The CSL was primarily concerned with educating the electorate about socialism, and was not a parliamentary party in the modern sense. It held meetings to stir up interest in socialism and to debate subjects such as the relationship between socialism and Christianity. [10] Disputes soon erupted between Protestant ministers and Marxists. [3] The minister Charles Sheldon of Topeka, Kansas, author of the best-selling novel In His Steps , was invited to Toronto to address the league and accepted the position of honorary president of the league's executive. In his writings Sheldon discussed social problems such as unemployment, poverty, racialism, alcohol, corruption and so on, always asking "What would Jesus do?" [11]

Edith Wrigley, wife of the publisher George Wrigley, edited the women's column in the Citizen and Country. [12] She was also active in the Woman's Christian Temperance Union (WCTU). In her short-lived column "The Kingdom of the Home" she discussed issues such as suffrage, charity, prohibition, prostitution and the servant problem. (The so-called "servant problem" was the problem that middle-class families had with cleaning, cooking, and especially entertaining at the level that was socially expected. It was too much work for any one person to do herself, but middle-class families, unlike wealthy families, could not afford to pay the wages necessary to attract and retain skilled household employees. [13] ) Her message was typical of maternal feminism, that love and purity, the values of the home sphere, should also guide politics. [14] Other women activists in the CSL were Emily Stowe and Augusta Stowe-Gullen. [15]

Margaret Haile, CSL candidate for North Toronto, from 1902 campaign material Margaret Haile.JPG
Margaret Haile, CSL candidate for North Toronto, from 1902 campaign material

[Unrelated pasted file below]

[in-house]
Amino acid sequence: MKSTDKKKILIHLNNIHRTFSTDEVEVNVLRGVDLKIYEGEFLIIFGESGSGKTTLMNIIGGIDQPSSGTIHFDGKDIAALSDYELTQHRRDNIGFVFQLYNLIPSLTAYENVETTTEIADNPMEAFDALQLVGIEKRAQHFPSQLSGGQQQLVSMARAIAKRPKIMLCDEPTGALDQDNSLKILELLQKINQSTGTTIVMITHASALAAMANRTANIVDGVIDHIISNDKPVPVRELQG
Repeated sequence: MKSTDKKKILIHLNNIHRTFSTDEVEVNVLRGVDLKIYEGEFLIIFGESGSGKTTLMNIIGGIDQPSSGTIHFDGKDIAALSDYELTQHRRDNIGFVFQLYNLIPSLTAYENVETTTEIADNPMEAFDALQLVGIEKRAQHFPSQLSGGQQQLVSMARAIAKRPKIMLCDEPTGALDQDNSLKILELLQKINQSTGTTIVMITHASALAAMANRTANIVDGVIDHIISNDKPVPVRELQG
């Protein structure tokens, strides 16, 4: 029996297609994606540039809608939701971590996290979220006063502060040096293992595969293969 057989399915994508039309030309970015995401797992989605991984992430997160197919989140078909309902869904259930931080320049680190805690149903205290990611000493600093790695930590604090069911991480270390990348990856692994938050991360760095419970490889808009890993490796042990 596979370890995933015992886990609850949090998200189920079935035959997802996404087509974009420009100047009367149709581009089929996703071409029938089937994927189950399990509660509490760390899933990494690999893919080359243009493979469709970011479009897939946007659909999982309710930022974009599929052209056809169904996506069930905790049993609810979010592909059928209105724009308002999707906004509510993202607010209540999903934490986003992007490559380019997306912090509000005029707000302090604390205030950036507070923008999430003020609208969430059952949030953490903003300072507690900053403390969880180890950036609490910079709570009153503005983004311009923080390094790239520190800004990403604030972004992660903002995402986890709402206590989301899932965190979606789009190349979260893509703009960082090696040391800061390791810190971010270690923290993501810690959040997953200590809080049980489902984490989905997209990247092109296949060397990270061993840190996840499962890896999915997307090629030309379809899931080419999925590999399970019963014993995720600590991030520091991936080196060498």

In 1902 the CSL nominated Margaret Haile as its candidate for North Toronto in the 1902 provincial election. Haile was also active in the WCTU, and took a maternal feminist position. As a woman she was opposed by various factions, and an attempt was made to exclude her from the ballot. The Toiler, the labour paper, would not endorse her. [14] She won only 81 votes in the election, but was hailed by Citizen and Country as the first woman to run in a political election in the British Empire. [14]

Provincial groups

In April 1900 the United Socialist Labor Party (USLP) was formed in British Columbia as a splinter group from the Socialist Labor Party (SLP). The first socialist convention was held in British Columbia in October 1900. [3] The CSL cooperated with the USLP at this meeting, where the red flag flew over the hall during the sessions despite attempts by the police to have it hauled down. A provincial federation within the CSL was agreed but was not in fact established. [16] In 1901 the Socialist Party of British Columbia was formed, allied with the Socialist Party of America. [3] Hermon F. Titus, editor of the Seattle Socialist, helped organize this more radical group. He said that Wrigley "stood for capitalistic thought, for compromise and for pasturage on both sides of the fence." [16]